Written in 1982, this classic young adult work of fiction still resonates with readers. Through the eyes of Liza, the reader watches as she and Annie move from a friendship to a sexual relationship. When the two are discovered together, the consequences they face threaten to tear them apart.
When awarding the 2003 Margaret A. Edwards Award, the committee noted that Garden’s book was one of the first to break ground for LGBTQ literature and set the tone for the novels included on this list: “Nancy Garden has the distinction of being the first author for young adults to create a lesbian love story with a positive ending. Using a fluid, readable style, Garden opens a window through which readers can find courage to be true to themselves.”
Winner of both a Lambda Literary Award and a Stonewall Book Award, this novel does the excellent work of embracing intersectionality, or the complex web of oppression that crosses racial, class, and sexuality lines. Aristotle, known as Ari, and Dante meet at a swimming pool and become confidants and friends. As readers watch the two protagonists come of age and struggle with all that the world throws at them — including different ways of expressing their homosexuality — teens and adults alike will be enthralled with the boys’ lives and their fascinating friendship.
“Rainbow Boys” follows the story of three high school seniors — Jason, Kyle, and Nelson — and the unique challenges each of them confronts when it comes to his sexuality. The plot weaves together the lives of these boys to create complex and evolving relationships.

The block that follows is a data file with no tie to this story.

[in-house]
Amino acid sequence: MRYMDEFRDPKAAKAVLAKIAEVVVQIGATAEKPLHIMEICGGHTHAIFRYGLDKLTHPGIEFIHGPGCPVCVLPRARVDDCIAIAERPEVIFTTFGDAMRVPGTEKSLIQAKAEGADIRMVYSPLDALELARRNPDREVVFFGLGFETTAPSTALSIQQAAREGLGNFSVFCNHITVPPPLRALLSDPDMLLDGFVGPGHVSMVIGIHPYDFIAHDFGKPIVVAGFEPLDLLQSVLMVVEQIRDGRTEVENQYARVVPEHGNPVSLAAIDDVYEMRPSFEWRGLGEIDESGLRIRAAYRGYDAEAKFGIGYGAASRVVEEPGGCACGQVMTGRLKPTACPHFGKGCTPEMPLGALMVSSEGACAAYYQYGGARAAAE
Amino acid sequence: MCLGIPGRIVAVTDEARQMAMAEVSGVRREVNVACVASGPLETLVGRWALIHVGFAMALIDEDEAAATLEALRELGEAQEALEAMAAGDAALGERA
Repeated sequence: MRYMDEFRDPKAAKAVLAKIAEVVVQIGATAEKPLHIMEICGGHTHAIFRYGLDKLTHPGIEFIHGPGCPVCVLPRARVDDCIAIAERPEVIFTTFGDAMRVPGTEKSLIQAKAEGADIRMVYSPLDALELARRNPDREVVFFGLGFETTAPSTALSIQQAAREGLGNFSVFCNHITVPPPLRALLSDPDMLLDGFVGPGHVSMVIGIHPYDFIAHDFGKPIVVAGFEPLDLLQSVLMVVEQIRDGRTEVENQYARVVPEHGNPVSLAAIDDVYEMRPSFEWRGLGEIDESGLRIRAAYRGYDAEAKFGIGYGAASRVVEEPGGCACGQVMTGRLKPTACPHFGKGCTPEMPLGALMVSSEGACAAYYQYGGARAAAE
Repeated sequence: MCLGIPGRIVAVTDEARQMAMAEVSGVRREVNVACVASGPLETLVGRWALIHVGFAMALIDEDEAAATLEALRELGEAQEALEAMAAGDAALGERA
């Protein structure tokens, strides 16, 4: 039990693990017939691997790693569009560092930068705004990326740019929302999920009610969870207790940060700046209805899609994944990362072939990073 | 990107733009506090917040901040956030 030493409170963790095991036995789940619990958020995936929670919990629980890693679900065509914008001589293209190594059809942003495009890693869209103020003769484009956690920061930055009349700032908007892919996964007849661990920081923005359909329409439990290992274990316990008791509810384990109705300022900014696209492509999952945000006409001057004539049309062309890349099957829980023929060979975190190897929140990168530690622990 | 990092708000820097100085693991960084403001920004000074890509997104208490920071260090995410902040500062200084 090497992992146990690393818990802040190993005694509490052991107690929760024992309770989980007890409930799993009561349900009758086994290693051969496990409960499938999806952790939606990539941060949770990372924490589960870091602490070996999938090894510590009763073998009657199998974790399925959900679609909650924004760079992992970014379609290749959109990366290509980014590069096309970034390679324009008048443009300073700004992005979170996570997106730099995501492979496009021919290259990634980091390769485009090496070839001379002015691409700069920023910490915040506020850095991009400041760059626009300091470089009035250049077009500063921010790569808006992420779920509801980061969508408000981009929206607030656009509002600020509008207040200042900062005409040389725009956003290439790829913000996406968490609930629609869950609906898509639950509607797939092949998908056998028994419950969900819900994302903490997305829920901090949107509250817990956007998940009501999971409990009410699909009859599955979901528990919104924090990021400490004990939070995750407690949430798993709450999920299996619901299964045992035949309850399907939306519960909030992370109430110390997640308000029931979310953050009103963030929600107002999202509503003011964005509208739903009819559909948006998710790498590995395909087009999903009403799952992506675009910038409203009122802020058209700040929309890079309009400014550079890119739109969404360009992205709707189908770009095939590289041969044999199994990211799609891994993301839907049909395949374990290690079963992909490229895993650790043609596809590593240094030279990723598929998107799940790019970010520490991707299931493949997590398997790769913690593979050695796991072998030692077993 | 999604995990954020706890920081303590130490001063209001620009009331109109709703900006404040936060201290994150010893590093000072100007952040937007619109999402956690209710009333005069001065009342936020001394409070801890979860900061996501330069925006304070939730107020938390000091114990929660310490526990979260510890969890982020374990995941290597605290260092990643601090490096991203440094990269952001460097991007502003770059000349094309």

Sanchez is a prolific writer in this genre, and his books leave readers wanting more. Fortunately, he continues to produce solid stories of real teenage characters working through issues of sexual and gender identity. At eight books and counting, his oeuvre can entertain preteens and teens for a good stretch of time.
Jesse, a rabble-rousing, “out” lesbian, is secretly seeing Emily, the closeted, student-class vice president. The two struggle with each other over their different approaches to their sexuality, and conflict ensues. Enter Esther, the third voice in the book, who introduces an unexpected element into the three protagonists’ experiences.
Peters is a rock star in the genre; she’s been a National Book Award Finalist and has won a slew of other accolades. Her 2013 novel invites the reader into the planning committee’s challenges as its members create the school’s alternative prom. Azure, Luke, and Radhika’s struggles will draw the reader into an honest novel that happens to feature LGBTQ characters.
The websites for the Lambda Literary Awards, The ALA Rainbow List, and Stonewall Book Awards are excellent resources for readers who want to stay up to date on the most recent works in this young adult field. More and more great texts continue to be published, ensuring that readers will never be at a loss as to which book to pick up next.